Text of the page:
This unusual bathroom was designed to suggest a lighthouse, with the room narrowing from bottom to top, and the row of Pella operable windows at the top resembling the ring of windows atop a lighthouse. The post and beam ceiling structure was built on the ground and hoisted into place by a crane. The bath surround is white Italian marble. The large window faces Mt. Mansfield and Smugglers Notch.
“As I became a little more established, I started working with John,” Cole says. “We became friends. I was so impressed by his sculpture and his jewelry. He had also started using CAD (computer aided design) in 1988 or 1989, before most of the others. He has a very inquiring mind. Our relationship grew, from working together on some of those FHA houses to bigger things.
One of those “bigger and better” things was the home shown on pages 8 & 9 of this article. Known as The Sculpture House, it was profiled in an article by Kim Dixon in the June 2013 issue of Vermont B/A.
Says Cole: “Building a house in a totally different way was a real leap of faith—using sculpture as a structural component. It was one of the most enriching experiences of my life. But it took a lot of guts. There were no examples to look at. That was the most exciting project I’ve done, I think.”
In a phone interview from Virginia, where he recently relocated to be nearer his grandchildren, Rubino recalls the roots of his relationship with Cole.
“We got together when I was project manager on the renovation of a small school in Stowe. Dan was working for Bread Loaf, just before he went out on his own. After he started his company, we did several small projects together. We were also pretty tight in other ways, behind the scenes. I’d help him with estimating, scheduling and that sort of thing when he was getting going on his own.”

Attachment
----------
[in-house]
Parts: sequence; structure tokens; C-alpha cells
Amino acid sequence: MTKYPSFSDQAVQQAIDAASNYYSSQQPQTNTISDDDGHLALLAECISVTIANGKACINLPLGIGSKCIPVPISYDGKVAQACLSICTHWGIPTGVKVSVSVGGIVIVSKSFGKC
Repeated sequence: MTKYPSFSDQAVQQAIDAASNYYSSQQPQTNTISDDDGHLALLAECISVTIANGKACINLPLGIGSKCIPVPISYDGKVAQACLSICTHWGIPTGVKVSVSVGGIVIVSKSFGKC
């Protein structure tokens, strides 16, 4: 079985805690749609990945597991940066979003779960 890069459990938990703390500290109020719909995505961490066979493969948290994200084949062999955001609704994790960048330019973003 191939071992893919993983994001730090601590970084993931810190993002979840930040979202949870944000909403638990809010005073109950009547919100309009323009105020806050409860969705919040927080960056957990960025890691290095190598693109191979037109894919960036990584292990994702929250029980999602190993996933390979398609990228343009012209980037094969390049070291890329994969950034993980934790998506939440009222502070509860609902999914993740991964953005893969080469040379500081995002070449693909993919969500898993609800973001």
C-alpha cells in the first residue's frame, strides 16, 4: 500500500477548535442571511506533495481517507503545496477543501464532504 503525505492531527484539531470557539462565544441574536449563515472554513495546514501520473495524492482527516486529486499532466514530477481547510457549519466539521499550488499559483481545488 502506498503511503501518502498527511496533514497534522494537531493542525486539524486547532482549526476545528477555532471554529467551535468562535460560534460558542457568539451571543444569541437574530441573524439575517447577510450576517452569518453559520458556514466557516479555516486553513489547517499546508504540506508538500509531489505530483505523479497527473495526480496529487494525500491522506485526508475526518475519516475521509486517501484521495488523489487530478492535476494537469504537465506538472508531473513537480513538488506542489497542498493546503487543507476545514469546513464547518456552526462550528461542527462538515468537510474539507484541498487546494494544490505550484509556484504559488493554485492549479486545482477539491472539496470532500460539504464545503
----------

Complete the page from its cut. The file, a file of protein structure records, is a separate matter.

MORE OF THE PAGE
Even when their time on a common project did not frequently intersect, the men would still meet up after hours and put their heads together.
“We would discuss different aspects of a project, help determine the best way to get it done. I remember one project that had a really weird roof. He came over and said, ‘I can’t figure this out.’ I called the architect and he said he couldn’t figure it out either. He said, ‘I figured you could figure it out in the field.’ Turns out there was no solution. The plans just didn’t work and had to be changed.”
Rubino says the thing that sets Cole apart from other builders is his “people skills.”
The Personal Touch
“He knows what he’s doing,” says Rubino of Cole, “but a lot of guys out there know what they’re doing. The difference is that it’s always comfortable working with Dan. He’s fair. He’s fighting for the project. I’m the same way, so we work well together.
“I think, ‘What’s the best way to get the project done?’ He’s the same way. And he’s that way all the time.
“To me, when it comes to builders, the best ‘hire’ is based on personality. Hire the personality. A lot of builders have the talent, the skills. But if (the client, the designer and the builder) don’t fit well together, it won’t go well.
“Even though I live down here now, we still talk to each other. Questions come up. Danny is always willing to seek out the correct professional to solve the problem, answer an issue, rather than just going ahead. I think the customers appreciate that. I definitely appreciate that. I’m not aware of a customer that was not extremely happy working with Dan.”
Cole agrees that interpersonal relationships are a key to successful contracting.